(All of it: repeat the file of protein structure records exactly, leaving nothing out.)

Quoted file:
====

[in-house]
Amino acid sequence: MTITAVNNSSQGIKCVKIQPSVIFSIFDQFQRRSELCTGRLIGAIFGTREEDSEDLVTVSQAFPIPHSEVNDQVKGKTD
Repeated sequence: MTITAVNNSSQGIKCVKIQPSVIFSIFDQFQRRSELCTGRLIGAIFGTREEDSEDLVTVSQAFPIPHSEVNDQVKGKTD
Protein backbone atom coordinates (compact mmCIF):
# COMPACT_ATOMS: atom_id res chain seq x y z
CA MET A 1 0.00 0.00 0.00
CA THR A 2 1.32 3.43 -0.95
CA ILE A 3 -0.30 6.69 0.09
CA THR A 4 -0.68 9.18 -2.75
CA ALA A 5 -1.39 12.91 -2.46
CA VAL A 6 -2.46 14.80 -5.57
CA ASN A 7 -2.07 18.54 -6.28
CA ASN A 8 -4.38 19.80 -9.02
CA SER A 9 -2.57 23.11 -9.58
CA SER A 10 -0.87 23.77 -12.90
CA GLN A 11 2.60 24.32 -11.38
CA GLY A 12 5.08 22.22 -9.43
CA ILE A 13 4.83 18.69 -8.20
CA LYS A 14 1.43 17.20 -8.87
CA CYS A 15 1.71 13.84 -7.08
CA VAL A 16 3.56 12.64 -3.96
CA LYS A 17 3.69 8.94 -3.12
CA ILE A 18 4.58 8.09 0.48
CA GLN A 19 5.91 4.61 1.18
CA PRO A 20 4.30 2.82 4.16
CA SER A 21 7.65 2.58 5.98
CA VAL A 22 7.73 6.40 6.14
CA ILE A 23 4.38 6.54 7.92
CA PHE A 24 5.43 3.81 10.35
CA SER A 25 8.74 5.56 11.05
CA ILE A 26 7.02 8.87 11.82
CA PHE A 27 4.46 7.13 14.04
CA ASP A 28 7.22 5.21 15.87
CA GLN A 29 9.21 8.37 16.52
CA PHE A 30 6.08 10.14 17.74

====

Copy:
[in-house]
Amino acid sequence: MTITAVNNSSQGIKCVKIQPSVIFSIFDQFQRRSELCTGRLIGAIFGTREEDSEDLVTVSQAFPIPHSEVNDQVKGKTD
Repeated sequence: MTITAVNNSSQGIKCVKIQPSVIFSIFDQFQRRSELCTGRLIGAIFGTREEDSEDLVTVSQAFPIPHSEVNDQVKGKTD
Protein backbone atom coordinates (compact mmCIF):
# COMPACT_ATOMS: atom_id res chain seq x y z
CA MET A 1 0.00 0.00 0.00
CA THR A 2 1.32 3.43 -0.95
CA ILE A 3 -0.30 6.69 0.09
CA THR A 4 -0.68 9.18 -2.75
CA ALA A 5 -1.39 12.91 -2.46
CA VAL A 6 -2.46 14.80 -5.57
CA ASN A 7 -2.07 18.54 -6.28
CA ASN A 8 -4.38 19.80 -9.02
CA SER A 9 -2.57 23.11 -9.58
CA SER A 10 -0.87 23.77 -12.90
CA GLN A 11 2.60 24.32 -11.38
CA GLY A 12 5.08 22.22 -9.43
CA ILE A 13 4.83 18.69 -8.20
CA LYS A 14 1.43 17.20 -8.87
CA CYS A 15 1.71 13.84 -7.08
CA VAL A 16 3.56 12.64 -3.96
CA LYS A 17 3.69 8.94 -3.12
CA ILE A 18 4.58 8.09 0.48
CA GLN A 19 5.91 4.61 1.18
CA PRO A 20 4.30 2.82 4.16
CA SER A 21 7.65 2.58 5.98
CA VAL A 22 7.73 6.40 6.14
CA ILE A 23 4.38 6.54 7.92
CA PHE A 24 5.43 3.81 10.35
CA SER A 25 8.74 5.56 11.05
CA ILE A 26 7.02 8.87 11.82
CA PHE A 27 4.46 7.13 14.04
CA ASP A 28 7.22 5.21 15.87
CA GLN A 29 9.21 8.37 16.52
CA PHE A 30 6.08 10.14 17.74